Indeed, a specially trained person could look at us and tell with startling accuracy just how we would react in almost any phase of life experience. We have fixed the fluid stuff of mind into such definite patterns that it is now a part of our very body structure, and can be read by the trained eye. It shows in the shape of our head, the subtle proportions of our face, the angle of our jaws, and the height of our eyebrows. It shows in the whites of our eyes, and the slant of our nose.
Probably ninety percent of what we think and do today is conditioned and predetermined by what we have habitually thought in the past. So the story of the man who would never go anywhere but someplace he had already been is not so much a fable as it is a disconcerting fact. Most of us never do go anywhere mentally, except where we have already been!
We act the way we do, because we think the way we do. And we think the way we do because we keep on thinking in the same old way we always have.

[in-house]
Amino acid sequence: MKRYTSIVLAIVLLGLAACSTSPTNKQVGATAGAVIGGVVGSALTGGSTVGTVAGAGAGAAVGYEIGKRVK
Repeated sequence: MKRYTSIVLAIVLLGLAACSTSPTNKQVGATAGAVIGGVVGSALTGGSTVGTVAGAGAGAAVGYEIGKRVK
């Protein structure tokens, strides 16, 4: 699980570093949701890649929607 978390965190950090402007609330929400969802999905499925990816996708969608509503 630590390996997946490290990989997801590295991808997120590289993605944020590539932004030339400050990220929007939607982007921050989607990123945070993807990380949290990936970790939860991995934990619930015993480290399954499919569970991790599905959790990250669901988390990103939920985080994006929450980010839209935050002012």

And we keep on thinking in the way we always have because it is the easiest, the most comfortable, the least challenging thing to do. Besides, we have the habit! Truly, habit can be a prison. We are prisoners of habit, but we need not be. With a fuller understanding of its nature, we can find that habit is a source from which we draw the power to free ourself from the very thought patterns that now imprison us! God never made the ideal man in us to be a prisoner of his own mentality. We can at any time, by the power of our conscious choice, expressed in deliberately chosen ways of thinking, start a freeing process that will deliver us from these prisons of habit. Many years ago I read the statement that old age comes to present-day man because he has the race habit of indulging in old age. The individual seems to be tied to the past history of the race. To do away with old age, we must break the bonds that hold us to race habits. Both old age and death are just bad habits.